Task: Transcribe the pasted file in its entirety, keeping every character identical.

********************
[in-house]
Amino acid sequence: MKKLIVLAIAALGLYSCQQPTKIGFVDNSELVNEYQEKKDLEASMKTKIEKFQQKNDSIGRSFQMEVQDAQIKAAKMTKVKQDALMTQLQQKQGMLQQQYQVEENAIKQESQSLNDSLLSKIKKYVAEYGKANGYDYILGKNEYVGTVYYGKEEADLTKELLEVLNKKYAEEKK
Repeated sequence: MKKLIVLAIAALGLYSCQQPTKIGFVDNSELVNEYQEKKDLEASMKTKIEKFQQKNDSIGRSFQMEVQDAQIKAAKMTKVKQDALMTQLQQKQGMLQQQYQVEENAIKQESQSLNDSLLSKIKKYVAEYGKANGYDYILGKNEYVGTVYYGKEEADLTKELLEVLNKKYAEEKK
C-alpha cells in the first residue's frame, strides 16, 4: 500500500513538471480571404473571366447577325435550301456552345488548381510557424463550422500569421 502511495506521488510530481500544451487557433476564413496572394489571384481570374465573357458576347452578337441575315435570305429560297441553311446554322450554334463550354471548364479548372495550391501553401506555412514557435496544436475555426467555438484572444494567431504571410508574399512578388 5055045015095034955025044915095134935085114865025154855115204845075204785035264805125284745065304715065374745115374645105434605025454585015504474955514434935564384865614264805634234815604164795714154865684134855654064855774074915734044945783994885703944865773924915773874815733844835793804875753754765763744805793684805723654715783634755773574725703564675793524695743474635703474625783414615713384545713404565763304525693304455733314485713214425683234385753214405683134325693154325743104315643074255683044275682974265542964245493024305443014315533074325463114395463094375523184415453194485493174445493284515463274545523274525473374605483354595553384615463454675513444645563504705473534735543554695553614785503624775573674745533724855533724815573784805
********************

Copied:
[in-house]
Amino acid sequence: MKKLIVLAIAALGLYSCQQPTKIGFVDNSELVNEYQEKKDLEASMKTKIEKFQQKNDSIGRSFQMEVQDAQIKAAKMTKVKQDALMTQLQQKQGMLQQQYQVEENAIKQESQSLNDSLLSKIKKYVAEYGKANGYDYILGKNEYVGTVYYGKEEADLTKELLEVLNKKYAEEKK
Repeated sequence: MKKLIVLAIAALGLYSCQQPTKIGFVDNSELVNEYQEKKDLEASMKTKIEKFQQKNDSIGRSFQMEVQDAQIKAAKMTKVKQDALMTQLQQKQGMLQQQYQVEENAIKQESQSLNDSLLSKIKKYVAEYGKANGYDYILGKNEYVGTVYYGKEEADLTKELLEVLNKKYAEEKK
C-alpha cells in the first residue's frame, strides 16, 4: 500500500513538471480571404473571366447577325435550301456552345488548381510557424463550422500569421 502511495506521488510530481500544451487557433476564413496572394489571384481570374465573357458576347452578337441575315435570305429560297441553311446554322450554334463550354471548364479548372495550391501553401506555412514557435496544436475555426467555438484572444494567431504571410508574399512578388 5055045015095034955025044915095134935085114865025154855115204845075204785035264805125284745065304715065374745115374645105434605025454585015504474955514434935564384865614264805634234815604164795714154865684134855654064855774074915734044945783994885703944865773924915773874815733844835793804875753754765763744805793684805723654715783634755773574725703564675793524695743474635703474625783414615713384545713404565763304525693304455733314485713214425683234385753214405683134325693154325743104315643074255683044275682974265542964245493024305443014315533074325463114395463094375523184415453194485493174445493284515463274545523274525473374605483354595553384615463454675513444645563504705473534735543554695553614785503624775573674745533724855533724815573784805